Synthesis and Characterization of Novel Plasmid-Layered Double Hydroxides Nanobiohybrids for Gene Delivery
Masarudin, Mas Jaffri (2008) Synthesis and Characterization of Novel Plasmid-Layered Double Hydroxides Nanobiohybrids for Gene Delivery. Masters thesis, Universiti Putra Malaysia.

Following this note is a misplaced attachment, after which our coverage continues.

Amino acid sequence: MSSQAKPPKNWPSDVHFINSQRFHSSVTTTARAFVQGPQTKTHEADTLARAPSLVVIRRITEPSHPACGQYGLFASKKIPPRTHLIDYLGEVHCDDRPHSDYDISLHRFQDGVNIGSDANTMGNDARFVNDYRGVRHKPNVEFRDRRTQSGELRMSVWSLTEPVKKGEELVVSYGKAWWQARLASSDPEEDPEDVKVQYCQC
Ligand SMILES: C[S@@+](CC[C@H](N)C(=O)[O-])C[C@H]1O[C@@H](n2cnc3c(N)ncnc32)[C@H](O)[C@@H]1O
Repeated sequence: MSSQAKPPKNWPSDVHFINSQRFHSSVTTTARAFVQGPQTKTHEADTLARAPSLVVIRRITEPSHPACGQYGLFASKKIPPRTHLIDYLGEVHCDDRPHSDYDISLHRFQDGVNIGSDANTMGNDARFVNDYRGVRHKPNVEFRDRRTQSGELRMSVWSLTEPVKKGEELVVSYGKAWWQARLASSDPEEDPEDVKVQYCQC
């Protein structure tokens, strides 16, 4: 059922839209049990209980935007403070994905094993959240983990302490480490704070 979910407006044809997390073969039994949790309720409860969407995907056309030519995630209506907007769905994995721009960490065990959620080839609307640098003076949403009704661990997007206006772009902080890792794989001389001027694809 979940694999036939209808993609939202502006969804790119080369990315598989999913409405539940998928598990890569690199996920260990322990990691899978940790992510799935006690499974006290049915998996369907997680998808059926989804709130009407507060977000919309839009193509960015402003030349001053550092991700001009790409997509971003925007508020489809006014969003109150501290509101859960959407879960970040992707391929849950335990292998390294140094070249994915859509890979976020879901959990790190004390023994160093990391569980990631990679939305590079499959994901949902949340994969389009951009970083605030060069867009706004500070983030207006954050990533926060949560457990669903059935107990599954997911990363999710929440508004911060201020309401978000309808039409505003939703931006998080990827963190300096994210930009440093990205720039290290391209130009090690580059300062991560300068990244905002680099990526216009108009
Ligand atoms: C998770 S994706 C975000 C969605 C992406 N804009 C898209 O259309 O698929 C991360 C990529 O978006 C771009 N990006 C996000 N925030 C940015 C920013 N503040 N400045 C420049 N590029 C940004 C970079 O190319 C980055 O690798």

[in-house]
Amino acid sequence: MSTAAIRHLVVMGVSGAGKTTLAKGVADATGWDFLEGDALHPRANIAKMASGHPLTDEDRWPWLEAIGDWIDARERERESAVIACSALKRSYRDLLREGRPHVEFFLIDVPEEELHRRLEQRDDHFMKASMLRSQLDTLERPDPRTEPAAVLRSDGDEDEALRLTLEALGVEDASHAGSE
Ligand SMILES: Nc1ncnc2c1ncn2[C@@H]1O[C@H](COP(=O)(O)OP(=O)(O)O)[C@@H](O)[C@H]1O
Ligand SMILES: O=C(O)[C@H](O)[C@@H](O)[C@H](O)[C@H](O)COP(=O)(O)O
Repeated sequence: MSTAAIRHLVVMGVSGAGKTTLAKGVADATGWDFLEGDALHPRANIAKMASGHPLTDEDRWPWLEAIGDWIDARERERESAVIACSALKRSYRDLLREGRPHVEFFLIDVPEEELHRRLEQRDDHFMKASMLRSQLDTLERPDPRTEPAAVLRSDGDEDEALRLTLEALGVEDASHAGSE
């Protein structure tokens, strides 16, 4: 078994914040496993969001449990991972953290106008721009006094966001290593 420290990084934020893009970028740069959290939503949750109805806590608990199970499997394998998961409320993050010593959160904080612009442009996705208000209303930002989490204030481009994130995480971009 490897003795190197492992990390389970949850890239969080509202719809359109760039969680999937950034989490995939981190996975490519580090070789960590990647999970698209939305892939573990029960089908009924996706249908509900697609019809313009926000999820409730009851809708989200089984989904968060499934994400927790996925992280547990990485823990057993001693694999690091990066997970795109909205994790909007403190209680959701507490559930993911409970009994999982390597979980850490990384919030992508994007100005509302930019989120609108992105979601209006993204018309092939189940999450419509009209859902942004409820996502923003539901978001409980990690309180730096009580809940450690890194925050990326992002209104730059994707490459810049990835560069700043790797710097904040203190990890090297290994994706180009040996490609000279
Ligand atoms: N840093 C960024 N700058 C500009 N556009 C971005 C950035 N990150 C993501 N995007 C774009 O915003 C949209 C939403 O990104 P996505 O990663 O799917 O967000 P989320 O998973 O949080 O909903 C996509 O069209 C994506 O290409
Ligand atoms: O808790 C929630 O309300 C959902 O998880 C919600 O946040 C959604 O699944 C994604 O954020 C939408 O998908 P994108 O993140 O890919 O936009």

One of the hindering problems faced by conventional gene delivery systems into cells is their efficiency in its delivery and integration. DNA and other genetic materials are easily degraded in both the extracellular as well as intracellular matrix by both endonuclease activities and physiological conditions of the cellular environment. Therefore, research insights have focused on utilizing the emerging field of nanotechnology to overcome this problem. For this reason , a layered nanomaterial, Mg/AI-LD H based on the layered double hydroxide (LDH) system was synthesized at pH 1 0.0 at different Mg to AI ratios, to determine whether it can be used as a vector for gene delivery. A plasmid DNA, encodi ng the green fluorescent protein reporter gene, was intercalated into the LDH intergallery region; previously occupied by nitrate anions. Successful occupation of the circular DNA was confirmed by expansions within the intergallery spacing of the LDH from powder x-ray diffraction analysis. Fourier-transform infrared spectroscopy further revealed the presence of exclusive functional groups belonging to both DNA and LDH in the nanobiohybrid product, and by both CHNS as well as gel electrophoresis data, the plasmid DNA was confirmed to be successfully intercalated within the LDH host. The effects of the host on cells were then evaluated using MTT assay on two cell lines, and the synthesized LDH hosts were found to have no significant lethal effects on cell viability. Microscopic studies using S EM and TEM later revealed the nanobiohybrid size to be withi n the nano-meter range, which was found to enhance its uptake b y cells. Cells transfected with the nanobiohybrid showed successful expression of the GFP gene compared to controls, as observed using fluorescence microscopy. The nanobiohybrid was found to not only deliver the gene into cells, but gene expression efficiency using the host for transfection was even comparable to a commercially available, high cost transfection vector in the market. Compared to the commercial vector, the LDH host was also shown to provide sufficient protection of the intercalated plasmid from degradation by the DNase I and XhollKpnl restriction enzymes, showing the potential of using the LDH host as an alternative delivery vector for gene delivery.
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